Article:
2.50
Hdl Handle:
http://hdl.handle.net/10755/602085
Category:
Full-text
Format:
Text-based Document
Type:
Poster
Title:
Nursing Surveillance in an Obstetric Setting
Author(s):
Colombo, Maria del Carmen
Lead Author STTI Affiliation:
Zeta Mu-at-Large
Author Details:
Maria del Carmen Colombo, RN, NEA-BC, carmen.colombo@sharp.com
Abstract:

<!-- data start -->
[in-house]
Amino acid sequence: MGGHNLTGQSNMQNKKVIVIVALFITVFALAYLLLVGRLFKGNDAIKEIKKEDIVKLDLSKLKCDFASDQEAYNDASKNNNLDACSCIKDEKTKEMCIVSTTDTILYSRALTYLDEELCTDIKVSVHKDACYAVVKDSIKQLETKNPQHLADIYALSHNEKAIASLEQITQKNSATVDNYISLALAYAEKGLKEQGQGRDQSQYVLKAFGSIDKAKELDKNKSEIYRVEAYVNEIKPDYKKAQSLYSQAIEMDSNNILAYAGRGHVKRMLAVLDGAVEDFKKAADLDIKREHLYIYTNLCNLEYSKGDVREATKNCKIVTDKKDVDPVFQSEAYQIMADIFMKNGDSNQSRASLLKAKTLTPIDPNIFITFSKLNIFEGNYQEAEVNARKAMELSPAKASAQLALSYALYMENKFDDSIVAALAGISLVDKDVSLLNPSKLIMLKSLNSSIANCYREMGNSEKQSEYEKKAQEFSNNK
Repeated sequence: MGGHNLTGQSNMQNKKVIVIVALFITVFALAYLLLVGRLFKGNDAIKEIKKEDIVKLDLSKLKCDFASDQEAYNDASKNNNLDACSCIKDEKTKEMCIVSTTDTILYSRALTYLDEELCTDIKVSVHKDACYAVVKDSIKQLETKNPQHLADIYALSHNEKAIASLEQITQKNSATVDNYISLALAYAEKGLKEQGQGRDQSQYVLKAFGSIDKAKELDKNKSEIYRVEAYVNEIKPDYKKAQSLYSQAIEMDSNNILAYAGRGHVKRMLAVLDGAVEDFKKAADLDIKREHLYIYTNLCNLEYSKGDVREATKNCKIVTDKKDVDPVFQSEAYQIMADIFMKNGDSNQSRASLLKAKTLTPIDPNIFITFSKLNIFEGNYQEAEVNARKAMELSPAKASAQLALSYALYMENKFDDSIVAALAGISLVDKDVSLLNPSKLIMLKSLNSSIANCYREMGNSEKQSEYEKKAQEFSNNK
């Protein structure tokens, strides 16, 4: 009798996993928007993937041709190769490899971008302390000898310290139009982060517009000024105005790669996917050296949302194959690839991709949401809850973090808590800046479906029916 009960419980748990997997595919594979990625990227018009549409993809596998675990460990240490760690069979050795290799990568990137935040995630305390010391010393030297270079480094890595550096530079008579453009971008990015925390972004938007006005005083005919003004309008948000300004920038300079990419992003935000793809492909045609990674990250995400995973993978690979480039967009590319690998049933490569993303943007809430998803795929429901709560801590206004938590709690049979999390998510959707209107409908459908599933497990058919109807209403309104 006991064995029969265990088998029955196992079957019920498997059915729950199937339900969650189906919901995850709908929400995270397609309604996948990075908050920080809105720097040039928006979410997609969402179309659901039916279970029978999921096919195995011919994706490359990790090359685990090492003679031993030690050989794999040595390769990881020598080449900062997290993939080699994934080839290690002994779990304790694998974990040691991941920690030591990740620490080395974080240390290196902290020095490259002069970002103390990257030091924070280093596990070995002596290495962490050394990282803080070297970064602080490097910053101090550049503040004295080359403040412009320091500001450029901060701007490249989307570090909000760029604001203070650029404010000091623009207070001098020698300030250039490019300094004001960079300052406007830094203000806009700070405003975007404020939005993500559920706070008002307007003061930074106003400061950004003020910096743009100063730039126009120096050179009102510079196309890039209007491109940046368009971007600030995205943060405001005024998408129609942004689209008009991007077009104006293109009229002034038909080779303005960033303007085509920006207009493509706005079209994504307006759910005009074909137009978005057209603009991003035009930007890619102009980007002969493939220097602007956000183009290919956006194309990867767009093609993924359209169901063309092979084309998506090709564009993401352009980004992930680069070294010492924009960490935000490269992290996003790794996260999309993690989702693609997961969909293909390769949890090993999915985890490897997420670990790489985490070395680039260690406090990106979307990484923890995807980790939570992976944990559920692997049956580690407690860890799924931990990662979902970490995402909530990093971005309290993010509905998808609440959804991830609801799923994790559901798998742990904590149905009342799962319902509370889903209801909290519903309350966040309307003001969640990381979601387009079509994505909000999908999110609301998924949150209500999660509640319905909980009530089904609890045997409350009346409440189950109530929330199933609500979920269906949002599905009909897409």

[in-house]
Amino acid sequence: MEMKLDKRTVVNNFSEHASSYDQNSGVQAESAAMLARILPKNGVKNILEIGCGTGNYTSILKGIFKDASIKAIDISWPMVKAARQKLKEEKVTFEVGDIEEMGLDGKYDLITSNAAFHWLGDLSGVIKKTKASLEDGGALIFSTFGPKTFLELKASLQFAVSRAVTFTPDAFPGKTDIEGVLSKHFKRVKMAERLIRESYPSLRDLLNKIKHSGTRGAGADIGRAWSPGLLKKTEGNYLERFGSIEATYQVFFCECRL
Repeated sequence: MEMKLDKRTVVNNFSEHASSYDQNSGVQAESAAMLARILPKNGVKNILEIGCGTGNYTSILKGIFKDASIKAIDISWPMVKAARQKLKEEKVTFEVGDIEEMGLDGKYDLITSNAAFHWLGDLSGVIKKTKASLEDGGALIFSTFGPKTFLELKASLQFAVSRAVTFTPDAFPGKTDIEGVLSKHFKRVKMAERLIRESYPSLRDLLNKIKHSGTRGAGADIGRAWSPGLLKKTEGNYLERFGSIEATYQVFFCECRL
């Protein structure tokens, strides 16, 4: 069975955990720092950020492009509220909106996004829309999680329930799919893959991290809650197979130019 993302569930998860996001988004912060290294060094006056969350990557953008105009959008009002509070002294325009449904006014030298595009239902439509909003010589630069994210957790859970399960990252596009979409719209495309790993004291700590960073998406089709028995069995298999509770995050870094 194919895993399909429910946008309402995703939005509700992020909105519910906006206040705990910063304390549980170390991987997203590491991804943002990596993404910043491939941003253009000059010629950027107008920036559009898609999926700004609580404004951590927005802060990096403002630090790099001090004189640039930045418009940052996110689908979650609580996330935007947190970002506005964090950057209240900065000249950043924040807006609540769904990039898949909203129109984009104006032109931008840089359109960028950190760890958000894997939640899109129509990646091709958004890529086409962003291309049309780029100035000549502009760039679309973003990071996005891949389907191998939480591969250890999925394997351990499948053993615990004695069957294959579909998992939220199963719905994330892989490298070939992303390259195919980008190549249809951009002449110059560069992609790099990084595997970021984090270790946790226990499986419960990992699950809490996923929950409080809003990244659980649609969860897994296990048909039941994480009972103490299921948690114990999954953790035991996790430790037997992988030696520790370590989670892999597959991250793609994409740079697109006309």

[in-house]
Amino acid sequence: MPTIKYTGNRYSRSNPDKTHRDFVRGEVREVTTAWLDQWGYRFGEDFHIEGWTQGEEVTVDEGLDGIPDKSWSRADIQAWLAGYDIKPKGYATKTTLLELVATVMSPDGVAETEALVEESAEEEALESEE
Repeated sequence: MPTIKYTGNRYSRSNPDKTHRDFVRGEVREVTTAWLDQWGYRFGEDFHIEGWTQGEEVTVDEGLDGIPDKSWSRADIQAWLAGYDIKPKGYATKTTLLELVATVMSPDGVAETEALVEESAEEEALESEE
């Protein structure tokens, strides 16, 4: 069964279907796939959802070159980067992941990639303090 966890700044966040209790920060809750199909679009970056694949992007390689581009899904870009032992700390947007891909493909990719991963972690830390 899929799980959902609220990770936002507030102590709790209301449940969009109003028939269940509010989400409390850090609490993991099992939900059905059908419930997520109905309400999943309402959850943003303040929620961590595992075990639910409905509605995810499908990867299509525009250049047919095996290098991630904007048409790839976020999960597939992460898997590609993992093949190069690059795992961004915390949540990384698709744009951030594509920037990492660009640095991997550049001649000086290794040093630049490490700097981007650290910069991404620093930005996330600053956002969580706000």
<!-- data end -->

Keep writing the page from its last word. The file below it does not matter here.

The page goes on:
Session presented on Friday, July 24, 2015: Purpose: Cesarean birth has been identified as an international public health issue placing both the mother and infant at increased risk for severe morbidity and mortality. Preventing the first cesarean section is recognized as a primary strategy in reducing the overall cesarean birth rate. Nurses play a key role in the management of labor and the birth outcome of cesarean or vaginal birth may be strongly influenced by the nurse's role in the scrutiny of fetal heart monitoring and interventions in response to his/her interpretation. This study proposes the detection and treatment of category II patterns may be an effective strategy in reducing the incidence of primary cesarean births. Notably, examination of components of the nursing surveillance process (assessment, assimilation,'action, alert, advise/advocate) and resulting interventions (oxygen supplementation, maternal reposition, intravenous (IV) fluid bolus, and decreasing or discontinuing Pitocin) during the management of labor may help identify effective nursing strategies to reduce cesarean birth. A nursing surveillance conceptual model was used as a framework for identifying evidence-based solutions for improving maternal and neonatal outcomes. The purpose of this study was to identify whether frequency of category II patterns and nursing surveillance interventions increase the risk of cesarean birth in women who are nulliparous, term with single infant in vertex position. ' Methods: A descriptive, cross-sectional, correlational design. Data were collected through a retrospective audit of electronic medical records of patients admitted and delivered between May and June 2013 at a large urban southern California women's hospital. Inclusion criteria: nulliparous, single fetus in vertex position, and ?37 weeks' gestation. 'Category II fetal heart rate (FHR) tracings were defined by characteristics of fetal heart rate, baseline variability, decelerations, and presence or absence of accelerations. Nursing interventions were defined as oxygen supplementation, maternal reposition, IV fluid bolus, and Pitocin adjustment. Results: Statistically significance differences were found between women who delivered vaginally and those who delivered by cesarean when examining nursing documentation of frequency of category II FHR tracing F (1) 6.3, p < .05 and nursing interventions F (1) 13.6, p < .05. Logistic regression (1) estimated the relations of frequency of category II FHR tracings and frequency of nursing interventions (oxygen supplementation, maternal reposition, IV fluid bolus, and Pitocin adjustment) recommended for category II FHR pattern, to the risk of cesarean birth. The overall model was statistically reliable with a good fit in distinguishing between mothers who delivered by cesarean section and those who did not (- 2Log Likelihood = 540.401; ?2'(2) = 14.32, p = .001). The odds of having a cesarean delivery was 12% (OR = 1.12) higher among women who had an increased number of nursing interventions within four hours prior to delivery; (2) estimated the strength of association of frequency of documentation of characteristics consistent with category II FHR tracings and type of nursing intervention (oxygen supplementation, maternal reposition, intravenous (IV) fluid bolus, and Pitocin adjustment) with mode of birth. The overall model was statistically reliable with a good fit in distinguishing between mothers who delivered by cesarean section and those who did not (- 2Log Likelihood = 15370.415; ?2' (5) = 17.14, p = .01). Maternal reposition trended toward statistical signficance; overall type of nursing intervention was not significant as a predictor of cesarean delivery. Conclusion: Nurses play a key role in the evaluation of maternal and fetal status during labor, continued surveillance, initiation of corrective measures when indicated, and reevaluation. A key attribute of nursing surveillance is that it is a systematic process for assessment, intervention, and evaluation. In this study a category II FHR pattern and specific type of nursing intervention was not associated with an increased risk of cesarean delivery supporting prior studies, in contrast 'increased nursing interventions was a predictor of cesarean birth. Nursing practice may benefit from a more well-defined process in the evaluation of FHR tracing; current guidelines for nursing intervention may need to be more clearly defined and associated with occurrence, as well as type of category II FHR pattern.